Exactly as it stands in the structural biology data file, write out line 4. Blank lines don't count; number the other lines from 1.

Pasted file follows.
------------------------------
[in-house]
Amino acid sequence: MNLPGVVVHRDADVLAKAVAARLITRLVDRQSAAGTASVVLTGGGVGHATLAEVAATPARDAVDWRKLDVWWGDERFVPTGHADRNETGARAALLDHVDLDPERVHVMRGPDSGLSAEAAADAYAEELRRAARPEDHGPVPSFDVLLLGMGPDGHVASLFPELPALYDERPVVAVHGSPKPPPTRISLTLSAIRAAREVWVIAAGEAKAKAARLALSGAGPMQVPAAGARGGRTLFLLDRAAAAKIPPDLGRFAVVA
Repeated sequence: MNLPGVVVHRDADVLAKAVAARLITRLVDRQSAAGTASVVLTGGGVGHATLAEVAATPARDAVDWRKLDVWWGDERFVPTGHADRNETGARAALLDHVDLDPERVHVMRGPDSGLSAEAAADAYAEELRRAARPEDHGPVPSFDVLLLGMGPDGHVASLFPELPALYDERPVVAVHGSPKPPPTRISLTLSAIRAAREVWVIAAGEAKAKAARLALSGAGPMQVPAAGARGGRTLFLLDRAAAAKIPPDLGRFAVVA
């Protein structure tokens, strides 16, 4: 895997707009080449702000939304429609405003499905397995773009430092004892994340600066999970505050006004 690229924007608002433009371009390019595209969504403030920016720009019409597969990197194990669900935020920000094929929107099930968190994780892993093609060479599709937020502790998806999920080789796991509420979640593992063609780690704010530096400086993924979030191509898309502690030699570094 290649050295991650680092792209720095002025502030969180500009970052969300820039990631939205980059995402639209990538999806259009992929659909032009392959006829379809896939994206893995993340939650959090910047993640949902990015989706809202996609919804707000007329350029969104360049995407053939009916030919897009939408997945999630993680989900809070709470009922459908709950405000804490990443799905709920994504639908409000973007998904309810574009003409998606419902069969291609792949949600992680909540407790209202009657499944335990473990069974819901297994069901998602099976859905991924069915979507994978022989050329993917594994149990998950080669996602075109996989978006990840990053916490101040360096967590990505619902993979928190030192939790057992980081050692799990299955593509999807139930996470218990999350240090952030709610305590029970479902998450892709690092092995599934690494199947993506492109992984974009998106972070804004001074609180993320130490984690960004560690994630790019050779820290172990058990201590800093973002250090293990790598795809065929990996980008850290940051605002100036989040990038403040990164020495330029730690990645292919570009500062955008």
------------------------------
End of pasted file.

């Protein structure tokens, strides 16, 4: 895997707009080449702000939304429609405003499905397995773009430092004892994340600066999970505050006004 690229924007608002433009371009390019595209969504403030920016720009019409597969990197194990669900935020920000094929929107099930968190994780892993093609060479599709937020502790998806999920080789796991509420979640593992063609780690704010530096400086993924979030191509898309502690030699570094 290649050295991650680092792209720095002025502030969180500009970052969300820039990631939205980059995402639209990538999806259009992929659909032009392959006829379809896939994206893995993340939650959090910047993640949902990015989706809202996609919804707000007329350029969104360049995407053939009916030919897009939408997945999630993680989900809070709470009922459908709950405000804490990443799905709920994504639908409000973007998904309810574009003409998606419902069969291609792949949600992680909540407790209202009657499944335990473990069974819901297994069901998602099976859905991924069915979507994978022989050329993917594994149990998950080669996602075109996989978006990840990053916490101040360096967590990505619902993979928190030192939790057992980081050692799990299955593509999807139930996470218990999350240090952030709610305590029970479902998450892709690092092995599934690494199947993506492109992984974009998106972070804004001074609180993320130490984690960004560690994630790019050779820290172990058990201590800093973002250090293990790598795809065929990996980008850290940051605002100036989040990038403040990164020495330029730690990645292919570009500062955008």